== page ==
In celebration of World Breastfeeding Week, we are delighted to share with you this blog from Juliette, our BabyNatal teacher for Bromsgrove & Redditch, and a breastfeeding support worker. Many of our teachers joined BabyNatal as teachers to support other parents in their parenting choices, due to their own personal experiences of becoming parents themselves, and Juliette’s story is a great example of this.
When my second little girl was born I knew straight away I wanted to breastfeed I had read about all the great benefits to my baby and me such as reducing my risk of getting breast or ovarian cancer, naturally using up to 500 calories a day, it being free! Less chest and ear infections in baby and less chance of diarrhoea and vomiting are some of these benefits. I also felt that it really would help me with bonding with my baby, this was important to me as I had missed the chance to breastfeed my first baby girl as she was too ill and I didn’t have the opportunity to bond straight away with her.
At first I struggled with it but I soon felt comfortable and more confident feeding at home so I took the first step of breastfeeding in front of my father in law which scared me quite a lot. As he was someone I respected, I wanted to keep my privacy and dignity around him, it felt a big step. I anxiously got everything ready – the easy clip down bra, a proper very expensive breastfeeding top that had discreet holes and a large muslin cloth to hide my dignity. When the time come I sat right in the corner of the sofa furthest away from anyone, fumbled as I was nervous, while my little one cried away just letting me know that’s ‘its food time so stop messing!’. However, we did it no one even noticed and my father in law even asked if he should leave the room while I feed. When I said I had finished he said he thought I was cuddling her. Well I thought that wasn’t so bad, mission accomplished and I feel ready to go into the wide world and feed my child when she is hungry in a public place.
Although I am a fairly confident person and now felt reassured in my ability as a breastfeeding mum what I hadn’t considered were other people’s reactions, I was more worried about me and getting it right. So I was very surprised on my first time at a breastfeeding support group how reserved all the mums were when they fed. Don’t get me wrong – I wasn’t expecting it to be all nature is best and all sit with our tops off! But the women turned away and covered themselves up with so many items you could hardly see their baby and as this was at the breastfeeding support group, it really surprised me.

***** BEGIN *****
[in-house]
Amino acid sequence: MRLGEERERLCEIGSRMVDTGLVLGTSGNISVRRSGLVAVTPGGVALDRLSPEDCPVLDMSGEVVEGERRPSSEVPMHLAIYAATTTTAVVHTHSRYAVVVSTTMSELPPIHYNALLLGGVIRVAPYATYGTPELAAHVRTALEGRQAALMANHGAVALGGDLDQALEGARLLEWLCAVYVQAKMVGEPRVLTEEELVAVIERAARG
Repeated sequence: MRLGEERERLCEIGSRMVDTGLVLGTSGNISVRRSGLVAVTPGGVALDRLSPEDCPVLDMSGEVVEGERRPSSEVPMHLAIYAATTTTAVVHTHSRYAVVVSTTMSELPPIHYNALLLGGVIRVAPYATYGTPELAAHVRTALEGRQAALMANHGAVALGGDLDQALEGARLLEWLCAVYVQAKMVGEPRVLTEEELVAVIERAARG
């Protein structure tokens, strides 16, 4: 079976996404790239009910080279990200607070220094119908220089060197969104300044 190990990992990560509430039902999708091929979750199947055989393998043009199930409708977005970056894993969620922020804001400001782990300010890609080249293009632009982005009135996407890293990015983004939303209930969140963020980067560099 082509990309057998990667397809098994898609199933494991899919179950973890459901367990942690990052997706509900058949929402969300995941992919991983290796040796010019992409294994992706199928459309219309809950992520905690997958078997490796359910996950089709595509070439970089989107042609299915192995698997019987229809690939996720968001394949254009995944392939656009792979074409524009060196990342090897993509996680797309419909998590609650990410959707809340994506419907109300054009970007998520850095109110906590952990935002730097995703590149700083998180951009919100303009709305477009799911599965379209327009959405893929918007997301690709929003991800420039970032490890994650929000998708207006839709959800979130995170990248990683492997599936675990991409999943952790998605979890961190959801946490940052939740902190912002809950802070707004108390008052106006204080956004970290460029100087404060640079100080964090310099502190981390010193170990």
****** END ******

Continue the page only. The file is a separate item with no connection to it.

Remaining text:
My next trip out was a family meal at a pub, where I became quite flustered as an elderly couple looked at me in disbelief that I dared to breastfeed my baby in a pub at lunch time. I did get upset at this and took it personally for a few days and then I thought this is natural – I am feeding my baby how I want to feed her and she is hungry – so forget about everyone else and to zone in on that. This is what I did, even though I still got looks and once a comment about how I should be feeding my baby in a private room instead of a cafe. (I must admit I had not had a good day I was tired and did snap back that she was eating so maybe she should eat in the room as well!) My point is that there should not be a stigma to breastfeeding in public but unfortunately there still is, it also surprised me how people of all ages and generations felt uncomfortable being round breastfeeding women. You would think these days with a more modern and changing society things would be different and I believe they will if women carry on breastfeeding in public, forget about everyone else and just concentrate on you and your little one.
For your information there are certain tips that are useful to know when feeding in public such as:
- Planning ahead think about where you will be comfortable to feed for e.g in a cafe rather than a public bench.
- Make sure you have a local list of all the breastfeeding friendly places.
- Wear a comfortable loose fitting top that baby could go underneath or a special breastfeeding top but as you find out, these are not a necessity.
- Obtain a comfortable bra that clips open at the front to make it easier access
- They now have baby’s slings or scarves especially used to cover while breastfeeding – again these are not essential, a simple muslin cloth works, whatever is comfortable for you.
- Take a friend with you having company may ease the anxiety especially if they are breastfeeding themselves.
- Know your rights the equality act 2010 made it illegal for anyone to ask a woman to leave a public place if she is breastfeeding.
Juliette is a mum and BabyNatal teacher for Bromsgrove & Redditch in the Midlands.
Find out more about Juliette on our main website here.